US Marines complete two months of support to Ebola Response in West Africa
US Marine Corps News
By 1st Lt. Gerard Farao | December 08, 2014
Since Oct. 8, 2014 a detachment of 100 U.S. Marines and sailors from Special Purpose Marine Air-Ground Task Force Crisis Response-Africa (SPMAGTF-CR-AF) provided support to Operation United Assistance (OUA), the U.S. response to the Ebola crisis in Liberia.
The rapid self-deployment of SPMAGTF-CR-AF Marines and sailors by four MV-22 Ospreys and two KC-130J Super Hercules provided a timely, mission-critical airlift capability to the Joint Force supporting OUA. The Marines enabled the Joint Force to reach remote locations that were virtually impossible to access by ground transportation during the rainy season due to washed out roads. Additionally, SPMAGTF-CR-AF also sent a Forward Resuscitative Surgical System detachment, which provided an enhanced surgical capability to support U.S. service-members contributing to OUA.
Over the past two months, the Marines conducted over 170 missions, flew over 240 hours, and transported over 1200 passengers and over 78,000 pounds of cargo. They also supported the movement of key personnel, such as the President of Liberia, Ellen Johnson Sirleaf, U.S. Ambassador to Liberia, Deborah Malac, U.S. Ambassador to the United Nations, Samantha Powers, and various U.S. Government and relief agency workers, to visit treatment locations throughout Liberia.
"This mission demonstrates the inherent versatility, scalability, and unique responsiveness of Special Purpose MAGTF Crisis Response - Africa," said U.S. Marine Corps Col. Robert C. Fulford, SPMAGTF-CR-AF commanding officer. "In a little under 40 hours of travel time, we were able to get our Marines and sailors, and aircraft on the ground in Liberia, ready to actively assist with the Ebola relief efforts. While supporting the OUA mission in Liberia, we simultaneously maintained an additional alert force based out of Moron, Spain, prepared to respond to crisis in Africa; we continued to provide a security force in U.S. Embassy, Bangui, Central African Republic; and we conducted military-to-military training throughout Europe and Africa strengthening our interoperability and relationships with partner nations."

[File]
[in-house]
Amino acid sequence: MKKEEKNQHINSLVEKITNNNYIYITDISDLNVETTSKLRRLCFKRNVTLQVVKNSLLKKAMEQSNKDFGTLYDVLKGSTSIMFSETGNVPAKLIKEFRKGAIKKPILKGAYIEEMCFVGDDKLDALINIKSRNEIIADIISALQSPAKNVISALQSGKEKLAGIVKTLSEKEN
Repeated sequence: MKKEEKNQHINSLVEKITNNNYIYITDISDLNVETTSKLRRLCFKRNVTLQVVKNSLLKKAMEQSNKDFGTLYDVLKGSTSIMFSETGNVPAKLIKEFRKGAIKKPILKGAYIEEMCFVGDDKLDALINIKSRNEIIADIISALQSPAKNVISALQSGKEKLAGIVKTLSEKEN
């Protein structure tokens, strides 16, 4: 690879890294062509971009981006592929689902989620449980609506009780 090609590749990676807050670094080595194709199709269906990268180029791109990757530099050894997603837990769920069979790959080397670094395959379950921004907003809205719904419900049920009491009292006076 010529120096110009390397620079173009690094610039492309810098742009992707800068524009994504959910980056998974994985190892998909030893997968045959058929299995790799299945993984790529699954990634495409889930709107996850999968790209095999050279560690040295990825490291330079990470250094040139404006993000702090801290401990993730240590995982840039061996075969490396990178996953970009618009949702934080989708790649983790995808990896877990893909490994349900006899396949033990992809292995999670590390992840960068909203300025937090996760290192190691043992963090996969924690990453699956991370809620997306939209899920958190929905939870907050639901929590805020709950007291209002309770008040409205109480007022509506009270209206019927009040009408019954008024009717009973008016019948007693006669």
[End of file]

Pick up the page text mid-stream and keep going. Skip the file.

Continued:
SPMAGTF-CR-AF supported OUA until Dec. 1, 2014 when they were relieved by U.S. Army aviation assets from the 101st Airborne Division, who assumed the long-term responsibility of support to the OUA mission. Upon completion of their mission, the Marines and sailors shifted focus towards conducting maintenance, washing-down equipment in accordance with Centers for Disease Control and Prevention guidelines, and preparing to move to U.S. Army Garrison Baumholder, Germany, where they will begin their 21-day controlled monitoring period.
"Looking at the situation from every vantage point we want to make sure that the Marines and sailors are healthy and the equipment is clean," said U.S. Navy Lt. Michael A. Schermer, SPMAGTF-CR-AF lead medical planner. "We are taking every precaution possible to ensure that we don't put others at risk when they return to their unit and eventually their families."
During the 21-day controlled monitoring period, the Marines and sailors will be under the care of trained healthcare professionals, undergoing temperature checks twice daily and being evaluated them for symptoms of Ebola.
SPMAGTF-CR-AF is postured to respond to a broad range of military operations in the U.S. Africa Command area of responsibility, including: U.S. Embassy reinforcement, humanitarian assistance and disaster relief operations, Tactical Recovery of Aircraft and Personnel (TRAP), training with partner nations, and other missions as directed.
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